Introduction

The system proposed in part 1 is a good system in theory. It has good separation of concerns, is very modular, and is set up to handle permissions. This is how a typical system would look:

Default System

The way contracts interact with each other is through the Doug contract. This is an illustration of a normal sequence of calls:

Dough Contract Chart

There is a big problem with these type of systems however. Let’s say we have a system with 10 controllers and 10 databases. Each controller has 4 functions in their public API on average. What would this mean? It means we need to add 40 (!) functions to the ALC (Application logic contract) in order to access them all. And that’s not enough. Every time we update the system and add new controllers, or modify the exiting ones, we’ll have to swap out the entire ALC!

We could try and mitigate this by dividing the ALC up into multiple contracts. We could also omit the ALC entirely and instead add multiple controllers that we call directly. Both of these solutions are perfectly fine, but we will no longer have a single entry-point. Moreover, we still have to replace entire contracts in order to do minor changes to the logic.

Action driven architecture:

  • Good, flexible permissions management. One unit of functionality - one action - one permission. contract is not a good divider, because removing the contract and performing one of its basic functions (like depositing into an account) would normally require very different permission levels. Actions are better.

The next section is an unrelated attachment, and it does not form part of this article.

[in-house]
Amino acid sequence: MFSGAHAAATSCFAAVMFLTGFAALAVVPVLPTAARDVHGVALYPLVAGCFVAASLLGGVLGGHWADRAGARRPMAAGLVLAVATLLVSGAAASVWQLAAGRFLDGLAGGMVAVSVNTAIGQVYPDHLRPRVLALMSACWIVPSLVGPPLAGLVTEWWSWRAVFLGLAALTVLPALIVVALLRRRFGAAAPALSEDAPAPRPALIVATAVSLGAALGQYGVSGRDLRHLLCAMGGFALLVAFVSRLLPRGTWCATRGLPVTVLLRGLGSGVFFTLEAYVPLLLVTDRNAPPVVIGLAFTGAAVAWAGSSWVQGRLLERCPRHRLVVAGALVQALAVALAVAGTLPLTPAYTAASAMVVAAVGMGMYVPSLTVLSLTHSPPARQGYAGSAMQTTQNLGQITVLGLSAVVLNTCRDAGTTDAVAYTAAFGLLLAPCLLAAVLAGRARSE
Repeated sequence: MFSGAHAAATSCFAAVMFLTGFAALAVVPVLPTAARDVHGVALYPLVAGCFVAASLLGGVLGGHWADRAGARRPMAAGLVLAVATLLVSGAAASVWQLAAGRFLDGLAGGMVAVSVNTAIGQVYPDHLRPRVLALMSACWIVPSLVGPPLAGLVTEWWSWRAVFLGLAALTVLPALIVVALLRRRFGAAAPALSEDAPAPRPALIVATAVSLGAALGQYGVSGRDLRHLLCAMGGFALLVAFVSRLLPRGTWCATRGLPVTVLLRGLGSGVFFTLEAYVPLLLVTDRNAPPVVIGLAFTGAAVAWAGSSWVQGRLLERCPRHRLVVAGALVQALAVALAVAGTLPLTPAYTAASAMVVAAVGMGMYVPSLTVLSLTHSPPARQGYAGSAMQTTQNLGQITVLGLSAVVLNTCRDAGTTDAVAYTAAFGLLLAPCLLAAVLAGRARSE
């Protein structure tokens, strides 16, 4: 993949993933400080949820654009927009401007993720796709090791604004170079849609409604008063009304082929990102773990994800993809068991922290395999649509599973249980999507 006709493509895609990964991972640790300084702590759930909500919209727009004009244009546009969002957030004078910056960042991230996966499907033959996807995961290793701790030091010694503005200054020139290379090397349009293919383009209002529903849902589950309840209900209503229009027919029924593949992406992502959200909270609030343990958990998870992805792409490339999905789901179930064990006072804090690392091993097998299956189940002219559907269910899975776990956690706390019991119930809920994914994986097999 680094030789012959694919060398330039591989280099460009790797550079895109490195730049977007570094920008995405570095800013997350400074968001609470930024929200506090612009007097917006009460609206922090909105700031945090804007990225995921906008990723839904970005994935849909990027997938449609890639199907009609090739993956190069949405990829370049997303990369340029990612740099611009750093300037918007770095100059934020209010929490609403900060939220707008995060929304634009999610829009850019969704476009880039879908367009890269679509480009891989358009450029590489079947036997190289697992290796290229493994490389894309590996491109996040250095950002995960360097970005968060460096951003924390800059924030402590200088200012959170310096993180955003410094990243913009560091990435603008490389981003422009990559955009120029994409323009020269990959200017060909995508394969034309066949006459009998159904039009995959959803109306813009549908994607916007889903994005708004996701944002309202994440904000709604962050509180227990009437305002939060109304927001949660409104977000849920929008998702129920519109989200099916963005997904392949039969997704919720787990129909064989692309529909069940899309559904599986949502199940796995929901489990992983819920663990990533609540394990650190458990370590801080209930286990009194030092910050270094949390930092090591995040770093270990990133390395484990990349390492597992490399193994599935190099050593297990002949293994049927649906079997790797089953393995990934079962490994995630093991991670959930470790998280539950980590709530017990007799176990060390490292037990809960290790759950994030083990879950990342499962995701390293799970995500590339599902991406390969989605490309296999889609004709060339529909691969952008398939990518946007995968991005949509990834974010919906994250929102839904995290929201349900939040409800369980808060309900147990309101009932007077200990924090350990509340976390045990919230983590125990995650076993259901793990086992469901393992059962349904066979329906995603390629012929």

• Unified interface - all actions work the same way. One pipeline. All action-driven systems are written the same way. Makes auto generation of UI widgets and other things easy, and similarity between systems makes the code easy to read as well.

  • Fully extendable. Individual actions can be added and removed without affecting the rest of the system.

  • Expensive, as there is lot of code and contracts, so usually not good in production environments.

Dependencies

This sequence of tutorials assumes that you have an understanding of the eris tooling to the point we ended in our 101 tutorial sequence.

This tutorial assumes you have worked through the following Solidity tutorials:

Actions

PRODOUG was made secure by encapsulating all the code that users could run in something called actions. All incoming transactions had to be on a specific format, and had to be sent through the ‘action manager’ contract (with a few exceptions). Here’s an example of a super simple action interface:

contract SomeAction {
  function execute(type1 par1, type2 par2, ....) constant returns (bool result) {}
}

The way you manage and call action contracts is by keeping references to them in a manager contract:

// The action manager
contract ActionManager {
  // This is where we keep all the actions.
  mapping (bytes32 => address) actions;
  function execute(bytes32 actionName, bytes data) returns (bool) {
    address actn = actions[actionName];
    // If no action with the given name exists - cancel.
    if (actn == 0x0){
      return false;
    }
    // No type conversion possible here, for now.
    actn.call(data);
    return true;
  }
  // Add a new action.
  function addAction(bytes32 name, address addr) {
    actions[name] = addr;
  }
  // Remove an action.
  function removeAction(bytes32 name) constant returns (bool) {
    if (actions[name] == 0x0){
      return false;
    }
    actions[name] = 0x0;
    return true;
  }
}

Important